“Do not overrate what you have received, nor envy others. He who envies others does not obtain peace of mind.”
Every weekend, my mother and her Korean girlfriends gather in a coffee shop gossiping and comparing notes about their lives: whose children has the better house, car or career; whose grandchildren got accepted into the best colleges; and whose nieces and nephews married into rich families. It has become their weekly envying ritual. Growing up, my parents always compared us to my cousins and to their friends’ children, which made my siblings and I resentful, so we ended up becoming rebellious.
Pastor Rick Warren, the author of “A Purpose Driven Life,” says that one of the main reasons why we never find our own purpose in life is because we are too busy envying others. Over the years, I realized that the envy seeds my parents had planted in our minds just distracted me from finding my calling in life. I would look upon my cousins with a competitive nature, rather than a loving family member, so we never became very close. In envying them, we isolated ourselves from having a loving extended family member.
If we are so busy thinking about how other people live, how can we ever focus on ourselves and what the Universe has designed us to do? Like oranges and apples, there is no comparison between two individual human beings, so when we envy, we assume that someone is better, which prevents us from searching inward to discover our true purpose and be our best. Rumi said, “Beg of God the removal of envy, that God may deliver you from externals, and bestow upon you an inward occupation, which will absorb you so that your attention is not drawn away.” The same energy and time we waste on copying others can be used to better our own lives.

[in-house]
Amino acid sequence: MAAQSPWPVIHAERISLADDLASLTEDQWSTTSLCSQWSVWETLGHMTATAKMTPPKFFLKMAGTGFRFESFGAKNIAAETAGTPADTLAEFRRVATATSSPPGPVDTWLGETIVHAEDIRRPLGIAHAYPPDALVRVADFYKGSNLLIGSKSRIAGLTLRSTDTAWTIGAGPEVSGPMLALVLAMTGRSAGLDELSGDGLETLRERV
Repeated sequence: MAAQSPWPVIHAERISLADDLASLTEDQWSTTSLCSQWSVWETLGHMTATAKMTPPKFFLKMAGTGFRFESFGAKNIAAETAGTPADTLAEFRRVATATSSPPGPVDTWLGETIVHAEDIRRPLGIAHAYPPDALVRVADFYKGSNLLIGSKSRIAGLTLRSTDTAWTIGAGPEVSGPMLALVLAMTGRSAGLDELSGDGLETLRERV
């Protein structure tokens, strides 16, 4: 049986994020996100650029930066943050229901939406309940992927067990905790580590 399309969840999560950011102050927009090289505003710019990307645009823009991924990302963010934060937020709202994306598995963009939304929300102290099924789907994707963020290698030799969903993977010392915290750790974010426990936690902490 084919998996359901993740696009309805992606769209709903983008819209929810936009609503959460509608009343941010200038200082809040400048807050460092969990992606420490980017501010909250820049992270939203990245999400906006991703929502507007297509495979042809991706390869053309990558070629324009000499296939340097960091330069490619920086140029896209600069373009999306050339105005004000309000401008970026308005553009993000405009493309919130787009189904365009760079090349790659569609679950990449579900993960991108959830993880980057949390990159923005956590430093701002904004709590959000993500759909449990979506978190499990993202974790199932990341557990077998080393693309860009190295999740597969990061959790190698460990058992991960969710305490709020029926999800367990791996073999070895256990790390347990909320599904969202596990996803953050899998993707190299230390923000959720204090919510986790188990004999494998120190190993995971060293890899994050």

God has created each of us with our own unique talents and gifts, so when we copy others, we can never be as good as those whom we mimic. A copy will never be good as the original, so our own light can never shine in the world. Harold Coffin says, “envy is the art of counting the other fellow’s blessings instead of your own.” Envying hinders us from realizing our own greatest potential. By taking envy out of the equation, it allows us to focus on who we are, what we love to do, and what motivates us every day, giving us the space to radiate our own unique brilliance.